As Sunak plans 'freeports'...
Britons face long list of EU barriers after transition
The EU Commission says there will be ‘inevitable disruptions’
New warnings have emerged of the barriers that will go up between the UK and EU irrespective of the outcome of negotiations on future relations.
A document reveals that Britons will be “subject to thorough checks” at borders when entering EU countries (apart from Ireland) and the Schengen area, as they will be “treated as third-country nationals.”
It was published ahead of a Commons debate on the transition arrangements and as the UK government reveals plans to spend more than £700m on border controls.
The document from the European Commission reveals that UK driving licences will not be automatically recognised but will be subject to the approval of individual countries.
The EU ban on additional mobile roaming charges will no longer be guaranteed for travellers between the UK and the continent, leaving British and EU operators free to slap on extra fees.
Passengers may no longer be protected by EU consumer rights when travelling between the EU and the UK depending on the mode of transport, the Commission says.
The warnings come in a document seen by the website euro news. It says the changes are the consequence of the British government’s choices on future relations, and on the decision not to extend the transition period.
The document says: “These inevitable disruptions will occur as of 1 January 2021 and risk compounding the pressure that businesses are already under due to the COVID-19 outbreak.”
UK service providers and professionals will have to demonstrate they comply with EU conditions imposed on foreign firms or individuals. Professional qualifications will no longer automatically be recognised.
The Commission points out that from the end of the transition period, the UK will no longer benefit from several hundred international agreements struck by the EU with third countries in matters such as trade, mutual recognition, veterinary arrangements or aviation.
The British government has argued that the UK’s ability to strike its own trade deals is one of the advantages of Brexit. The latest updates show agreements with 20 countries or trading blocs ready to take effect in January.
The document has emerged as the Labour Party demands that the government answers the claims in a leaked letter from UK Trade Secretary Liz Truss revealing her fears of chaos at Britain’s borders.
The letter to Rishi Sunak, the Chancellor of the Exchequer, and Michael Gove, the Chancellor of the Duchy of Lancaster, sets out her concerns that ports will not be ready to carry out full import checks.
Border controls and ‘freeports’
Mr Gove, meanwhile, is planning to invest £705 million in new border control infrastructure, jobs and technology and the Home Secretary Priti Patel will be announcing details of the new immigration points system, including details of a scheme to allow international students to stay in the UK for up to three years to secure jobs.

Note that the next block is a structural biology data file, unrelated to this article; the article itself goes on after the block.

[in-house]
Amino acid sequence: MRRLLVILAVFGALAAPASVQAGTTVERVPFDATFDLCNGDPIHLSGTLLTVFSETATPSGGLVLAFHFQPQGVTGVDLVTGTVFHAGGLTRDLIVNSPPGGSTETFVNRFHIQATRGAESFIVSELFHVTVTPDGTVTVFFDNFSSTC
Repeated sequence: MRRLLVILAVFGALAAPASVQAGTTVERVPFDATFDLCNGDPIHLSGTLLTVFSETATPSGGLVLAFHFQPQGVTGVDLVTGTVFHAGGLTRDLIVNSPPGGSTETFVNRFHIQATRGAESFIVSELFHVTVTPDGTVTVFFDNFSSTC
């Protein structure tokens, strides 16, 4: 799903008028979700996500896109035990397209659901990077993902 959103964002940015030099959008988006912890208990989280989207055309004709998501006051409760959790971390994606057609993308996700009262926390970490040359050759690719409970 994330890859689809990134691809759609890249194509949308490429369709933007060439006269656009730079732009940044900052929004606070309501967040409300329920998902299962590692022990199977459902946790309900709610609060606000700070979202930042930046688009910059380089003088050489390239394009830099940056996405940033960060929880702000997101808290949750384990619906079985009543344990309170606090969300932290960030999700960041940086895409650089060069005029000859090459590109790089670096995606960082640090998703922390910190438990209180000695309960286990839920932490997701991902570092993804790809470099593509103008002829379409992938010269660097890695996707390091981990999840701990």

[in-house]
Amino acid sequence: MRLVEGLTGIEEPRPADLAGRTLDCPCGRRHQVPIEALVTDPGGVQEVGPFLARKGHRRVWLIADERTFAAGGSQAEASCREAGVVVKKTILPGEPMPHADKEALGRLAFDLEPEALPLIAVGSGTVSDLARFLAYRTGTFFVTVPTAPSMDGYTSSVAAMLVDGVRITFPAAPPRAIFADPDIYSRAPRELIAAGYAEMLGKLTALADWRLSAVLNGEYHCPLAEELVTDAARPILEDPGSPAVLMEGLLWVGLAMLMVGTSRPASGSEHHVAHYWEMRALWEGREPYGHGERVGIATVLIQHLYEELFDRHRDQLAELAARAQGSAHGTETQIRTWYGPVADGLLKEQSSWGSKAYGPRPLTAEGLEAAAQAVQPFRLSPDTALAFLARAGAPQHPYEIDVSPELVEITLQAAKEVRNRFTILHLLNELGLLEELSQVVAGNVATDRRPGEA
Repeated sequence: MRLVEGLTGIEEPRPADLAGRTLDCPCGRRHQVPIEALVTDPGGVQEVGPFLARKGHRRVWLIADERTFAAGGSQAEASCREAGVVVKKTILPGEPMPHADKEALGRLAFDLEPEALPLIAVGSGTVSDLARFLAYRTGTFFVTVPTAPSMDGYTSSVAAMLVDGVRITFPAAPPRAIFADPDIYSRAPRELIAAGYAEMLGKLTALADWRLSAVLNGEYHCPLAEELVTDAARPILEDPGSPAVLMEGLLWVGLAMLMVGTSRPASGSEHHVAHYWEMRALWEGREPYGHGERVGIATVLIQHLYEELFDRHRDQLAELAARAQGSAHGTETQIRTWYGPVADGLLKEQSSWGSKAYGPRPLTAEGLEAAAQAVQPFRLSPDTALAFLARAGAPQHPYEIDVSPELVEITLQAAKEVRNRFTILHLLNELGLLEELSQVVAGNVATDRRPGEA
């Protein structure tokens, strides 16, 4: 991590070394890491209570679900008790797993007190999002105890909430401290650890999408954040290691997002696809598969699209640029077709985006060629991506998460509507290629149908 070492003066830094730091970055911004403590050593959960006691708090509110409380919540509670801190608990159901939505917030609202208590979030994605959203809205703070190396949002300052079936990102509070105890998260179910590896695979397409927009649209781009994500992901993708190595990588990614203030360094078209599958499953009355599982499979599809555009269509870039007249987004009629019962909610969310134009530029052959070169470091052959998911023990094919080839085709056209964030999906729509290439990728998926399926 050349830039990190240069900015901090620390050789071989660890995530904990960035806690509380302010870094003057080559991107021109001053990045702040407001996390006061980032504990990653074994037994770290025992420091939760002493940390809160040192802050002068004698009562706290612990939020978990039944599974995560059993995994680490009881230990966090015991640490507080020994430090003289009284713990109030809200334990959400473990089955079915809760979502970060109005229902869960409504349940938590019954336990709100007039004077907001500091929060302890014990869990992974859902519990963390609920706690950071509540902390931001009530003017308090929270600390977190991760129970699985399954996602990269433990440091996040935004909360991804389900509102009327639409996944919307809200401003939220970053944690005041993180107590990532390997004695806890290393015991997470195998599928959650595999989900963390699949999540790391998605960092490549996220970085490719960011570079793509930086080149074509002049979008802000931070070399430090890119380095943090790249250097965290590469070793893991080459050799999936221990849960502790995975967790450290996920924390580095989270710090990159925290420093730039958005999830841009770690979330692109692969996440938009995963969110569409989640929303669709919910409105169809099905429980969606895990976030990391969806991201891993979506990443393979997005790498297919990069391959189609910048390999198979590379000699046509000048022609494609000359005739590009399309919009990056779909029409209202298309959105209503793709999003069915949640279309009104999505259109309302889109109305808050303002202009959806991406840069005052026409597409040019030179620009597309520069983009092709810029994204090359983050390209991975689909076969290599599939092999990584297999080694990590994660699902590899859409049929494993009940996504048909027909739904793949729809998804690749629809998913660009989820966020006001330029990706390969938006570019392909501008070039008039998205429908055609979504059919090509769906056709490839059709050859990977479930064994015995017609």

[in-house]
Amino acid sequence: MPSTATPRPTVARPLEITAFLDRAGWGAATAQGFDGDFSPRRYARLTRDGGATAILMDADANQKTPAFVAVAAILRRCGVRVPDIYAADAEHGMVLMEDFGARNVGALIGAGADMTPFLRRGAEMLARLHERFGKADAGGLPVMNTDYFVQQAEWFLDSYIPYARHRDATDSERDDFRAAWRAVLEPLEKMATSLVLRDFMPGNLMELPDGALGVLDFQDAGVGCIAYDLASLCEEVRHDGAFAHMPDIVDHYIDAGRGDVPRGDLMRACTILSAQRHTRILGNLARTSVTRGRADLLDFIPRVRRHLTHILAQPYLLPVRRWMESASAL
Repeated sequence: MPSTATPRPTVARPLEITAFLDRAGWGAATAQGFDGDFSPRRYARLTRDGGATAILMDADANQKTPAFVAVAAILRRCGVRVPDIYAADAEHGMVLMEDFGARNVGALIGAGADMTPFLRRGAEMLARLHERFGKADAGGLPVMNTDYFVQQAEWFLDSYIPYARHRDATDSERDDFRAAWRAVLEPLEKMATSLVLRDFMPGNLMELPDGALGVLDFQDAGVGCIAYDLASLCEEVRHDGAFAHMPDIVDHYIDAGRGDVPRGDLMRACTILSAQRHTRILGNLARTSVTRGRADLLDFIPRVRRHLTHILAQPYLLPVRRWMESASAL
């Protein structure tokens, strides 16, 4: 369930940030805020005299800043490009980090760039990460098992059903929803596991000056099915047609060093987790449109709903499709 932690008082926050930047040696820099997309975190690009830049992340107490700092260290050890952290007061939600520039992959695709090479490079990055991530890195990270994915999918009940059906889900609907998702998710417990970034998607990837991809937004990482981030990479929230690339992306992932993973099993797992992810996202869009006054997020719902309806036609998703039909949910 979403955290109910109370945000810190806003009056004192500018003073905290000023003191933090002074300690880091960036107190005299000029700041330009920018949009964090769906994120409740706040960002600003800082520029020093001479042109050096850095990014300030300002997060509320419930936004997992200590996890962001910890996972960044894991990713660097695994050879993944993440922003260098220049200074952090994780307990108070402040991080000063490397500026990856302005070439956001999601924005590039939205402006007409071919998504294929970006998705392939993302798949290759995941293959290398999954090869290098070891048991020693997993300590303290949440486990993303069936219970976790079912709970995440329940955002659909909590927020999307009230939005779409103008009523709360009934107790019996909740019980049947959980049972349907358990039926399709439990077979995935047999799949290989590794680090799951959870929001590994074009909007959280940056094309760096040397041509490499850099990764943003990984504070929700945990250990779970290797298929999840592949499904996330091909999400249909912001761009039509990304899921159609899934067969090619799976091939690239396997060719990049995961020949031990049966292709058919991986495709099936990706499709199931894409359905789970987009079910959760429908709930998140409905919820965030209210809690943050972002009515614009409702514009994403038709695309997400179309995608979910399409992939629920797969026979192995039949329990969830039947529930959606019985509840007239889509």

The Chancellor is said to be working on plans for up to 10 “freeports” in his autumn budget backed by generous tax breaks, research and development credits, further cuts to stamp duty and business rates.
These plans, reported by the Telegraph, are likely to be targeted principally at England as planning decisions are devolved matters. There have been previous calls for the Scottish government to take a lead on freeports which are legally outside the country’s customs territory. Goods incur no tariffs until they enter other parts of the economy. This way they can become international hubs, attracting manufacturing and innovation.
The escalation in tensions over Brexit talks come ahead of a debate in the Commons on Wednesday when Mr Johnson will come pressure to accept the EU’s offer of a transition extension.
Europe must and should prepare for a situation in which an agreement does not happen– Angela Merkel, German Chancellor
SNP MPs are increasingly concerned at the lack of any meaningful consultation with the Scottish Government and other devolved nations on the Brexit talks – and say a new “internal market’ bill will amount to a Tory power grab in devolved areas, including agriculture and food standards.
German Chancellor Angela Merkel ordered the EU to prepare for No-Deal, warning Europe “must and should prepare for a situation in which an agreement does not happen” due to lack of progress.
The British Retail Consortium is calling on the UK Government and the EU to negotiate a zero-tariff trade deal to avoid price increases for consumers.
In May, the UK published its new tariff schedule, which will apply from 1 January if a deal is not agreed.
Under the schedule, 85% of foods imported from the EU will face tariffs of more than 5%. This includes 48% on beef mince, 16% on cucumbers, and 57% on cheddar cheese. The average tariff on food imported from the EU would be over 20%.
“Given the highly competitive nature of retail, the industry cannot absorb all these increased costs, meaning the public would face higher prices from 1 January 2021,” says the BRC.